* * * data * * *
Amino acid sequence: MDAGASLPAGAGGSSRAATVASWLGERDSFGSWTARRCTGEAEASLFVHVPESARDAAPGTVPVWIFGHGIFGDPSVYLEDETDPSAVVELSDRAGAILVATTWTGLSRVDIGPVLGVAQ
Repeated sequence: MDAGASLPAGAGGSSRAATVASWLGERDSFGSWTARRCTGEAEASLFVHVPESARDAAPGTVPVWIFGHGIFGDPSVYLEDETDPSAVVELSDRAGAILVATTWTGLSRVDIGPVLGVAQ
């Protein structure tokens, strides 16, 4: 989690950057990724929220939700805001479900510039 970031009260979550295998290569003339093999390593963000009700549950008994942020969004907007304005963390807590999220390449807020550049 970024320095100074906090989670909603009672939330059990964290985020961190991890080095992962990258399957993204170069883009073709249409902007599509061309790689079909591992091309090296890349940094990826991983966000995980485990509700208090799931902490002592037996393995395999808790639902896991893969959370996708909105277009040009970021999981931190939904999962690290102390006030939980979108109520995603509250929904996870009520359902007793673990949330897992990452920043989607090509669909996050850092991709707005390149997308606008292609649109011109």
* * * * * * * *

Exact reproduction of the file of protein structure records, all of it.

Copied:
Amino acid sequence: MDAGASLPAGAGGSSRAATVASWLGERDSFGSWTARRCTGEAEASLFVHVPESARDAAPGTVPVWIFGHGIFGDPSVYLEDETDPSAVVELSDRAGAILVATTWTGLSRVDIGPVLGVAQ
Repeated sequence: MDAGASLPAGAGGSSRAATVASWLGERDSFGSWTARRCTGEAEASLFVHVPESARDAAPGTVPVWIFGHGIFGDPSVYLEDETDPSAVVELSDRAGAILVATTWTGLSRVDIGPVLGVAQ
């Protein structure tokens, strides 16, 4: 989690950057990724929220939700805001479900510039 970031009260979550295998290569003339093999390593963000009700549950008994942020969004907007304005963390807590999220390449807020550049 970024320095100074906090989670909603009672939330059990964290985020961190991890080095992962990258399957993204170069883009073709249409902007599509061309790689079909591992091309090296890349940094990826991983966000995980485990509700208090799931902490002592037996393995395999808790639902896991893969959370996708909105277009040009970021999981931190939904999962690290102390006030939980979108109520995603509250929904996870009520359902007793673990949330897992990452920043989607090509669909996050850092991709707005390149997308606008292609649109011109």